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Last Updated: Thursday, 1 September 2005, 17:47 GMT 18:47 UK
Eyewitness: I served in Chechnya
Omon troopers examine a tree damaged in fighting in Chechnya (photo from Valeri Gorban's archive)
Chechnya was still a war zone when Russian police arrived in 1995
Valery Gorban commanded a unit of Omon paramilitary police in Grozny in April 1995 after the bloody recapture of the Chechen capital by Russian forces.

The retired Russian colonel told the BBC News website about his experiences.

Omon units were sent into Chechnya by order of the interior minister, like the army units. There were quite a lot of cases of police refusing to go on these postings. Three men in my unit also refused to go to Chechnya. All of them were sacked.

There was a lot about the war I didn't like and didn't understand, but I did not consider it possible to abandon my comrades at a difficult time and I personally led our first Omon group into Chechnya.

In the first campaign "combat allowances" were not paid. We were basically working for our normal pay plus the normal travelling allowances. In the spring of 1995 they introduced small "field" bonuses - about 15% of my pay, for instance. We called them "coffin allowances" and spent them getting fresh food at the markets.

The chief crime and violation of human rights is the starting of a war in the first place

As a deputy district commander in Grozny, I met hundreds of people from all the ethnic groups. Most of the Chechens were unhappy with the separatism of [Chechen rebel leader Dzhokhar] Dudayev's team and the rampant crime.

According to dozens of Chechens who spoke to me frankly, the start of the war only strengthened Dudayev's regime, which was on the point of collapse.

The unfolding of the military operations, they said, had achieved precisely what the separatists had been pushing for: most of the population of Chechnya were gradually drawn into the war, mutual hatred flared up and an essentially economic and political war became an inter-ethnic conflict.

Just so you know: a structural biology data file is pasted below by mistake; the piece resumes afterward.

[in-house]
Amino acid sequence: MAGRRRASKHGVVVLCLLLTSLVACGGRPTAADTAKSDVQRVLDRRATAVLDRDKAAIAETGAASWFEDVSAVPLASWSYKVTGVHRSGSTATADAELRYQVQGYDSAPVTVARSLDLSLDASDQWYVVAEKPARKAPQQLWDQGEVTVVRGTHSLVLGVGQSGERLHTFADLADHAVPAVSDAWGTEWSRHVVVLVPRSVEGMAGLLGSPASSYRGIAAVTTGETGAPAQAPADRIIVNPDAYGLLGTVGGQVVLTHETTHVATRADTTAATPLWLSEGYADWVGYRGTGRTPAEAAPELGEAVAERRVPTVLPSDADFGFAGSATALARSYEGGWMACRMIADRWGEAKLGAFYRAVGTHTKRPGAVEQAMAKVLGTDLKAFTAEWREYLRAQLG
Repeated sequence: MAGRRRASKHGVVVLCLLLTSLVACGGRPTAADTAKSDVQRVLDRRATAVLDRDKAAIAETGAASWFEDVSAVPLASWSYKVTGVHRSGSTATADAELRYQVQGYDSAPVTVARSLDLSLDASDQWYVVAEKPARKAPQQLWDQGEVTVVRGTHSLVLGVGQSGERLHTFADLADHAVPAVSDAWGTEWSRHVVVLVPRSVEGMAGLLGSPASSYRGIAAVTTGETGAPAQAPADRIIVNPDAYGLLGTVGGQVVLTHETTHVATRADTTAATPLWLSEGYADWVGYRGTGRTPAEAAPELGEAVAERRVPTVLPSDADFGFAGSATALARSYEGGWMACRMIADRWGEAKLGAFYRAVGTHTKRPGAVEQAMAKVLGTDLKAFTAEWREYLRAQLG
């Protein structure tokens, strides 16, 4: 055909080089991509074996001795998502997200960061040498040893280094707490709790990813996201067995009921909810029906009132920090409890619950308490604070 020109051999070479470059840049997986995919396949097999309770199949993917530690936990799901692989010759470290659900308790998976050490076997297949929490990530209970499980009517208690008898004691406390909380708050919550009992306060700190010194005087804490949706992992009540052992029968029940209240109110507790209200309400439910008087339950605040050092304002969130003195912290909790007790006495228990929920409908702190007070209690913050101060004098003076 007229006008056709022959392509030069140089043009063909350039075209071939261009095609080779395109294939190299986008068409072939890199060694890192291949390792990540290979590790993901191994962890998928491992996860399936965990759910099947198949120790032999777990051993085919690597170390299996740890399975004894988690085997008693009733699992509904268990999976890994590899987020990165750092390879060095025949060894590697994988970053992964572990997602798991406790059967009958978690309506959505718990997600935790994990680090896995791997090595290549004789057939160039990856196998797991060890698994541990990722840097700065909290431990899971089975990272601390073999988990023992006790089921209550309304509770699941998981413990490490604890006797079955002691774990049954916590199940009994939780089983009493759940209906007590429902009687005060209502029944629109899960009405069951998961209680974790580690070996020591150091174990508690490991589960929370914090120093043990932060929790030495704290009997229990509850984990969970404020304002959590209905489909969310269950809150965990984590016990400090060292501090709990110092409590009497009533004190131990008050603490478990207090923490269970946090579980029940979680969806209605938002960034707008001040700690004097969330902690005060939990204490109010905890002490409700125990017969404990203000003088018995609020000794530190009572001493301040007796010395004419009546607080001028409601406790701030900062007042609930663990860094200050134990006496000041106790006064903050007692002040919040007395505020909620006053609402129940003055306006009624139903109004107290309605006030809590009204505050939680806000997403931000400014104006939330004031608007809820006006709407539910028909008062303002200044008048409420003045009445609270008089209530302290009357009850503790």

Our unit worked alongside guys from Tatarstan and Bashkiria - mixed-religion units where comradeship outweighs all other qualities. Most Russian Muslims hate the fighters, especially the foreign ones, because they blow people up without discriminating between the victims' religious beliefs and they give a bad name to Islam, an ancient and wise religion.

The overwhelming majority of Russians understand this is a war between terrorists and decent people though there are exceptions - there are outbursts of nationalism which our state simply cannot flirt with. Such things have to be nipped in the bud.

'Hard to restrain'

I tried very hard to restrain my subordinates from committing acts of revenge. I was continually explaining to them what was really going on. It is very hard to keep your cool after hearing hundreds of cases of monstrous acts of cruelty by Dudayev's followers.

Omon troopers take cover in Grozny (photo from Valeri Gorban's archive)
Russian forces remained under attack until the withdrawal in 1996

All wars entail massive human rights violations. How do you like the "precision strikes" by the US and its allies in Iraq? Do Iraqi mothers weep different tears?

Soldiers act the same in battle the world over. When a soldier of any nation is on a mopping-up operation, he only goes into a cellar after a grenade and a burst of fire into the dark.

Civilians suffer in the same way and the degree of bitterness grows in proportion to the stiffening of resistance. That does not mean that war crimes must not be stopped. I just want to stress that the chief crime and violation of human rights is the starting of a war in the first place.

If I could give President Putin some advice, I would tell him to overhaul the security forces and put people with a mind for peacemaking, not fighting, in charge. The Russian army and police have hundreds of officers with experience of international peacekeeping operations. They should be leading the way in Chechnya now.

Interview taken by Patrick Jackson, BBC News website


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